SANANTONIO -- A new study has some encouraging results concerning exercise. Not only is physical activity good for your heart and helpful in controlling weight. It also helps stave off Alzheimer s disease.
New study reports exercise preserves brain functioning
At age 78, San Antonian Ed Rapier is in great shape. That s not by accident. He s made a conscious decision to weave exercise into his daily life. He walks at least three miles a day and plays golf several times a week.
You should work out, Rapier said. I think you feel better. I think your mind works better. I think it s a proven fact your mind works better if you work out.
A new study published in the journal Neurology showed that intuitive thinking is right. 700 people with an average age of 82 were followed for five years. The results showed a link between physical activity and preserving brain function.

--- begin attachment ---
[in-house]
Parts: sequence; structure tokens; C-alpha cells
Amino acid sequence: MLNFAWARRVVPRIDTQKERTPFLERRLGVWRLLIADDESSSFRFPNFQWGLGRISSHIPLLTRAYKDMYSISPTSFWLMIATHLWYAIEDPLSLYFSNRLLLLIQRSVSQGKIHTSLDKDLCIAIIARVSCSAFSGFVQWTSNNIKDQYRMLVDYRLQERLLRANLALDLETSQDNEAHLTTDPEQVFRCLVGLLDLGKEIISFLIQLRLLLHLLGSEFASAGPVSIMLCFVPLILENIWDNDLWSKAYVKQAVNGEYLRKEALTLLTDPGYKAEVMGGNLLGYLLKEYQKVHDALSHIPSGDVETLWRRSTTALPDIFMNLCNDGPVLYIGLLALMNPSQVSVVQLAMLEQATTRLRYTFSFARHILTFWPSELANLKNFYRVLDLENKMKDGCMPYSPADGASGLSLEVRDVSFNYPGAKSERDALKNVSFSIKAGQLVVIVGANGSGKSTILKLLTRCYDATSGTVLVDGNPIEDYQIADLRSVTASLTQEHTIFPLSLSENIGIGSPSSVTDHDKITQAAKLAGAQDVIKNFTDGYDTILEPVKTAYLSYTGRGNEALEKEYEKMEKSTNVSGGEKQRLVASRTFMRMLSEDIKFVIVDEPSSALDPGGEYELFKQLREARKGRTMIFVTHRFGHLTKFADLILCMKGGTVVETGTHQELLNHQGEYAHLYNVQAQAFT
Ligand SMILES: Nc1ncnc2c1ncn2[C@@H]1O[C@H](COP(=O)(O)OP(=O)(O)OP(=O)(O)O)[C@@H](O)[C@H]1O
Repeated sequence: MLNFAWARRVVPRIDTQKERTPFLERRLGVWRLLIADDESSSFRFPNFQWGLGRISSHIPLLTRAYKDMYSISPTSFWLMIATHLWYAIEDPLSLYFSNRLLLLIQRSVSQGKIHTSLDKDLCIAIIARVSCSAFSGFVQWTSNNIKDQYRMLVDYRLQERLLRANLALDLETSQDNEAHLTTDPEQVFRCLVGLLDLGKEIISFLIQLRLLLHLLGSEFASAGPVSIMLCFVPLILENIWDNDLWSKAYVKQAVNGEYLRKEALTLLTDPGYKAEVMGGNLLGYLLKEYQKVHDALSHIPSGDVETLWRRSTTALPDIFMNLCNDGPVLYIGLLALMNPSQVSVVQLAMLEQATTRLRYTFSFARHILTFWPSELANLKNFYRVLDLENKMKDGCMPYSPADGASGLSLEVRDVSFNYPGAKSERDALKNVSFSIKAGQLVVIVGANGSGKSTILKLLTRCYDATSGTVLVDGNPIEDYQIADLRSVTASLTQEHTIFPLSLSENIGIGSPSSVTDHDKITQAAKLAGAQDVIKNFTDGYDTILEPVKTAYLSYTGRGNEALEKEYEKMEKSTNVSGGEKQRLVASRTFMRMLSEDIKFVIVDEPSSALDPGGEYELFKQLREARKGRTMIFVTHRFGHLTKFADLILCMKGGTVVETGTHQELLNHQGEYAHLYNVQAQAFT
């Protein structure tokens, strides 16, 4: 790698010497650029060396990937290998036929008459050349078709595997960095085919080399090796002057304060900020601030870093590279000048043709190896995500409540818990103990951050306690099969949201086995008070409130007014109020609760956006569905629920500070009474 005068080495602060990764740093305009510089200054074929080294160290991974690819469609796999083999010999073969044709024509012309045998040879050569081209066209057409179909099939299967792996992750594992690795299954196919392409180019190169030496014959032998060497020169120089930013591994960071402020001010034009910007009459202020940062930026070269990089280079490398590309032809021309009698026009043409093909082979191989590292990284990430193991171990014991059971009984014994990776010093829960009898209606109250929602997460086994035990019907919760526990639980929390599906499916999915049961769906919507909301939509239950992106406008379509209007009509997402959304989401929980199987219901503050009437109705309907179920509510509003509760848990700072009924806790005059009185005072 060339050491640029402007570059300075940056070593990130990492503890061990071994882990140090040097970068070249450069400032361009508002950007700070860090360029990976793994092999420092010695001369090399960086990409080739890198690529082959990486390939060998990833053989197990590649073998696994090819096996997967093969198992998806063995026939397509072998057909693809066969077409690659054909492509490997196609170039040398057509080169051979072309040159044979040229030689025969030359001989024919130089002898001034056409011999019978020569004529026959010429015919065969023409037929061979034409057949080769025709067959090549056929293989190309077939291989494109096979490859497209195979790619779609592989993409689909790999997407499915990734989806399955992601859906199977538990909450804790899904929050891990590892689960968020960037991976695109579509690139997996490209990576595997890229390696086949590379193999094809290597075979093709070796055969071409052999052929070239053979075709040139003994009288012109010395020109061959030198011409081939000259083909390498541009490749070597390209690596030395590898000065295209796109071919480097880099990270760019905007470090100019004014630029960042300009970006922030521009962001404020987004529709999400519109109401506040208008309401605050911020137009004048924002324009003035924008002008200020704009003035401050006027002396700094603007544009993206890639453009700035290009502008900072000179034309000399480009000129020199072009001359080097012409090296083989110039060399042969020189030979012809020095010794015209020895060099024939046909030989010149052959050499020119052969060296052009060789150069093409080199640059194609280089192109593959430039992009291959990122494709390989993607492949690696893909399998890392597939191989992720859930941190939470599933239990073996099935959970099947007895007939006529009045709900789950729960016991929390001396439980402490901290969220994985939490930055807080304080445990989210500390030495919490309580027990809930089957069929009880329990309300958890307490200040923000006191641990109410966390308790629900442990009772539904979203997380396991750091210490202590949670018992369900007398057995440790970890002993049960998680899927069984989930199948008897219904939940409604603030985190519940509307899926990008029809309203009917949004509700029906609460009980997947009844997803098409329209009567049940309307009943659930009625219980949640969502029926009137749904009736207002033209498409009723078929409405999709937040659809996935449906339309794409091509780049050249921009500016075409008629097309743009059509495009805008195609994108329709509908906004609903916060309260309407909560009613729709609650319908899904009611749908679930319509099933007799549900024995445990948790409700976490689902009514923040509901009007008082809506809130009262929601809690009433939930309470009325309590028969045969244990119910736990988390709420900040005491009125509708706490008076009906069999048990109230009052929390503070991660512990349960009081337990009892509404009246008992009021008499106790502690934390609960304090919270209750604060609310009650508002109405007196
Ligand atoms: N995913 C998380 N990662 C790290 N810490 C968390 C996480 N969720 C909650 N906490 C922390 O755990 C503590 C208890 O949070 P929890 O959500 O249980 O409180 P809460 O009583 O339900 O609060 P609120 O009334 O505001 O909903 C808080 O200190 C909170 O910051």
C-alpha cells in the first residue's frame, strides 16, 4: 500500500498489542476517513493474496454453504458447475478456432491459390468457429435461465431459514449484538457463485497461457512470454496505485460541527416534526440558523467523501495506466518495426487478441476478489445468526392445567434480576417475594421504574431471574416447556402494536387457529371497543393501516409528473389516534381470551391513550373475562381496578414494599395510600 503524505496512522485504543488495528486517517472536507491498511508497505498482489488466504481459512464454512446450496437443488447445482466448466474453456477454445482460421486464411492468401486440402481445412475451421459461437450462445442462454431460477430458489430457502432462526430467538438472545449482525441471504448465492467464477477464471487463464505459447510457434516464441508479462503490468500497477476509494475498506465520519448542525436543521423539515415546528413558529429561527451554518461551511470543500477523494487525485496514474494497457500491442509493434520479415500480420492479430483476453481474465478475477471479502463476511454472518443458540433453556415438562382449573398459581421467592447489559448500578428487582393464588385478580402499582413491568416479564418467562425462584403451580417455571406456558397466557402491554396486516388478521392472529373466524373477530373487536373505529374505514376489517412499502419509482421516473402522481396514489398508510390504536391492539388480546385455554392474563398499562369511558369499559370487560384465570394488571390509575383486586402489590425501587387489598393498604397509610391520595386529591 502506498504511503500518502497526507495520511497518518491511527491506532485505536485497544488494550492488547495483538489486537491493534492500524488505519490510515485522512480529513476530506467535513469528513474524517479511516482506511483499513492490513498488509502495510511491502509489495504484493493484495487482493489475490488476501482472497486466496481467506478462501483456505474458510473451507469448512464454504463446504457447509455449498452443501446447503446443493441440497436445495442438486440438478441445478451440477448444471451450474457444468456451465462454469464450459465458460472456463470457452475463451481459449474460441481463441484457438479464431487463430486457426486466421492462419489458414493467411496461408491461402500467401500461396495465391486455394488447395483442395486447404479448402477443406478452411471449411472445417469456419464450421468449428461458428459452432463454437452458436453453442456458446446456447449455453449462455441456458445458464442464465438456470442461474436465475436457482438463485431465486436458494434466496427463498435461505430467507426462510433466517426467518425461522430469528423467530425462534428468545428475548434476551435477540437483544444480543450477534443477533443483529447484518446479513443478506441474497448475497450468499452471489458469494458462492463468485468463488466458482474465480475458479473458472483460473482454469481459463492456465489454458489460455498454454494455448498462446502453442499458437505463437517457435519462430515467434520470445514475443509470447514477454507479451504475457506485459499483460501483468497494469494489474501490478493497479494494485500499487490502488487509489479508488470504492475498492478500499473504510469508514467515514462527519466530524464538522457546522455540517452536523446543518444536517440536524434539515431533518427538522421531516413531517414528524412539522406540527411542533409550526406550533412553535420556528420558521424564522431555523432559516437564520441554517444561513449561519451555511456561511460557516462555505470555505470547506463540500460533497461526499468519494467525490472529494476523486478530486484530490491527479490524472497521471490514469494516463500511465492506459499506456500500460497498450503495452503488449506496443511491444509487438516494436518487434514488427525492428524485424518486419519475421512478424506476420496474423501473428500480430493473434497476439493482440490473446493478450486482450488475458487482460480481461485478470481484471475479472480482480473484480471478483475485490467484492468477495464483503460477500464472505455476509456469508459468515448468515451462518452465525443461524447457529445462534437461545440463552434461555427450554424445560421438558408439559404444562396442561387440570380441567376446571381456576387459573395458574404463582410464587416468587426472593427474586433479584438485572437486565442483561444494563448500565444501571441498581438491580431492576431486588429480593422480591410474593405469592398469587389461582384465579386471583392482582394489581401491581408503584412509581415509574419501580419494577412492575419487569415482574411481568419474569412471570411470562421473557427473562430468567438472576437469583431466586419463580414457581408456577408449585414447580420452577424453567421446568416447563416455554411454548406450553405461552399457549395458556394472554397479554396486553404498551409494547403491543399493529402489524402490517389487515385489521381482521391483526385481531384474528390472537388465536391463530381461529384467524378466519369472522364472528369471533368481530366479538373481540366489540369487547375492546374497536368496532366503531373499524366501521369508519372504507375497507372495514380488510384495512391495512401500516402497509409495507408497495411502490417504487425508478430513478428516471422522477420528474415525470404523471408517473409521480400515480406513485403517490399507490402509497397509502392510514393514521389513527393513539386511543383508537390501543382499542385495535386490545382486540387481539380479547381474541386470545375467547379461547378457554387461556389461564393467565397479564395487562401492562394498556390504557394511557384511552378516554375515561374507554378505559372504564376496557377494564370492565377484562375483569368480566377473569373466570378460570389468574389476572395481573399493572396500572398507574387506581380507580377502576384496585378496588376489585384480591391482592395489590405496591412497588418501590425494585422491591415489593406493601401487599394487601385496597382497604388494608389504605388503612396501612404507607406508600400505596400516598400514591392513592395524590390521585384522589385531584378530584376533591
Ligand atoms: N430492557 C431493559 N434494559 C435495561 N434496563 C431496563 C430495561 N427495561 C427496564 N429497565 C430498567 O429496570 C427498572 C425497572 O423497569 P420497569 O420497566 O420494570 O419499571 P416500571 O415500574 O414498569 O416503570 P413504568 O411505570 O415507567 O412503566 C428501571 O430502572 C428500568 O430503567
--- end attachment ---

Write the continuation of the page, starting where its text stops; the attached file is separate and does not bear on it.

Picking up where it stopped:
What they found out was that in the people who were the most active, their risk of getting Alzheimer s disease was about half of what the rest of the cohort was, explained Dr. Michael Lichtenstein, a UT Medicine geriatrician.
The numbers were significant. Those with the highest levels of activity ran a risk of developing Alzheimer s of about 8 percent. Those with the lowest levels ran a risk of about 18 percent.
There are lots of very positive aspects of physical activity, Lichtenstein stated. This just adds another piece of evidence to that.
The biology behind the link isn t well understood. It may have to do with better blood flow, increased metabolism or less inflammation. Whatever the reason, it s just one more way we can all take better care of ourselves and our future brain health.
I think a guy would be an idiot if he didn t do it, Rapier added.
As a geriatrician, I want people to stay as active as possible for as long as possible, Lichtenstein emphasized.
The study looked at all forms of activity, not just formal exercise. It showed keeping active all day, not just at the gym, is important for your brain.
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